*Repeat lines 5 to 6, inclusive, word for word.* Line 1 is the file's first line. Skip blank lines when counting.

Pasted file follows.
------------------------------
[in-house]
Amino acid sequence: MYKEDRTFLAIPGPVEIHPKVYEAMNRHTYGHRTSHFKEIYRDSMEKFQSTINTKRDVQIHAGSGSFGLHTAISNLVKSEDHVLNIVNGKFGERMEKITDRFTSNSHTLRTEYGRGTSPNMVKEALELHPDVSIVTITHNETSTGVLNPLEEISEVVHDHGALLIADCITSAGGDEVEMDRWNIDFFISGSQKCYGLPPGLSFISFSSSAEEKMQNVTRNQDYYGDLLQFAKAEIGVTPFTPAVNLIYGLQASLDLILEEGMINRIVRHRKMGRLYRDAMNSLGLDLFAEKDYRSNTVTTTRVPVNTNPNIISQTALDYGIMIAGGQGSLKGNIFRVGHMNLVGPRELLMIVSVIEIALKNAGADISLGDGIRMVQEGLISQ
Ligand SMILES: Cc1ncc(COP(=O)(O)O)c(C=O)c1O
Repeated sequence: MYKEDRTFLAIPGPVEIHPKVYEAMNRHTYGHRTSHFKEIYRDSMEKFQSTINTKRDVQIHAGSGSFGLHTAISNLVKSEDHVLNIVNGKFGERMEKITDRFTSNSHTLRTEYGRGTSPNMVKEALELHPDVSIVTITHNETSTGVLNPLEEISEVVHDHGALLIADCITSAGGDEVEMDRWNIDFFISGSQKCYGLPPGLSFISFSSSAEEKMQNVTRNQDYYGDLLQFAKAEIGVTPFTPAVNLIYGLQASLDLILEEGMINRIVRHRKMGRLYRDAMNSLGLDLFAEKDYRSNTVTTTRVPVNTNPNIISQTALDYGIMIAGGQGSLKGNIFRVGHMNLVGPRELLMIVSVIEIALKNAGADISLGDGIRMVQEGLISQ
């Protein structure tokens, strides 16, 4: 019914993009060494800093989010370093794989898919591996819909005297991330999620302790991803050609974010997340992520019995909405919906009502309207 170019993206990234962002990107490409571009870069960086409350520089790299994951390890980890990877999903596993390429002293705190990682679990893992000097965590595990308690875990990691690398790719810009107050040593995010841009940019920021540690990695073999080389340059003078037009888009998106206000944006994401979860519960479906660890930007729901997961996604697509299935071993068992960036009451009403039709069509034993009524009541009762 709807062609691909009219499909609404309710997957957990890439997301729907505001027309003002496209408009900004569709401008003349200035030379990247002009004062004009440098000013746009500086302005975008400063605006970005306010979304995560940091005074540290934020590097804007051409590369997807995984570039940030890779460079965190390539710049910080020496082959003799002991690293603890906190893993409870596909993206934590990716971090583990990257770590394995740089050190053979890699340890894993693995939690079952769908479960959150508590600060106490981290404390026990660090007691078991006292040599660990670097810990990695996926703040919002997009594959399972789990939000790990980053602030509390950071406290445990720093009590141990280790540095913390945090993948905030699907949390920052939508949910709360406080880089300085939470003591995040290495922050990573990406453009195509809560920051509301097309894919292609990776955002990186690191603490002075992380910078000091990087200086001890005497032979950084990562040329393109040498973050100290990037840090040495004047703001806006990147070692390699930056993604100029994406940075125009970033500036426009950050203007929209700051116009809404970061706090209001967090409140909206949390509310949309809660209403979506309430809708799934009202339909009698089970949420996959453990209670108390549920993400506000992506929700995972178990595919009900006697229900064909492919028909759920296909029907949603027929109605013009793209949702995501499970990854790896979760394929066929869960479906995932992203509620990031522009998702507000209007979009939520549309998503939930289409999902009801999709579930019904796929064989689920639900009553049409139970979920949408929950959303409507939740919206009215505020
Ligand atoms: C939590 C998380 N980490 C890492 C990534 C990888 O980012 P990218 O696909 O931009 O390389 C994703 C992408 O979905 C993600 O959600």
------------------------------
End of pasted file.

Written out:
């Protein structure tokens, strides 16, 4: 019914993009060494800093989010370093794989898919591996819909005297991330999620302790991803050609974010997340992520019995909405919906009502309207 170019993206990234962002990107490409571009870069960086409350520089790299994951390890980890990877999903596993390429002293705190990682679990893992000097965590595990308690875990990691690398790719810009107050040593995010841009940019920021540690990695073999080389340059003078037009888009998106206000944006994401979860519960479906660890930007729901997961996604697509299935071993068992960036009451009403039709069509034993009524009541009762 709807062609691909009219499909609404309710997957957990890439997301729907505001027309003002496209408009900004569709401008003349200035030379990247002009004062004009440098000013746009500086302005975008400063605006970005306010979304995560940091005074540290934020590097804007051409590369997807995984570039940030890779460079965190390539710049910080020496082959003799002991690293603890906190893993409870596909993206934590990716971090583990990257770590394995740089050190053979890699340890894993693995939690079952769908479960959150508590600060106490981290404390026990660090007691078991006292040599660990670097810990990695996926703040919002997009594959399972789990939000790990980053602030509390950071406290445990720093009590141990280790540095913390945090993948905030699907949390920052939508949910709360406080880089300085939470003591995040290495922050990573990406453009195509809560920051509301097309894919292609990776955002990186690191603490002075992380910078000091990087200086001890005497032979950084990562040329393109040498973050100290990037840090040495004047703001806006990147070692390699930056993604100029994406940075125009970033500036426009950050203007929209700051116009809404970061706090209001967090409140909206949390509310949309809660209403979506309430809708799934009202339909009698089970949420996959453990209670108390549920993400506000992506929700995972178990595919009900006697229900064909492919028909759920296909029907949603027929109605013009793209949702995501499970990854790896979760394929066929869960479906995932992203509620990031522009998702507000209007979009939520549309998503939930289409999902009801999709579930019904796929064989689920639900009553049409139970979920949408929950959303409507939740919206009215505020
Ligand atoms: C939590 C998380 N980490 C890492 C990534 C990888 O980012 P990218 O696909 O931009 O390389 C994703 C992408 O979905 C993600 O959600």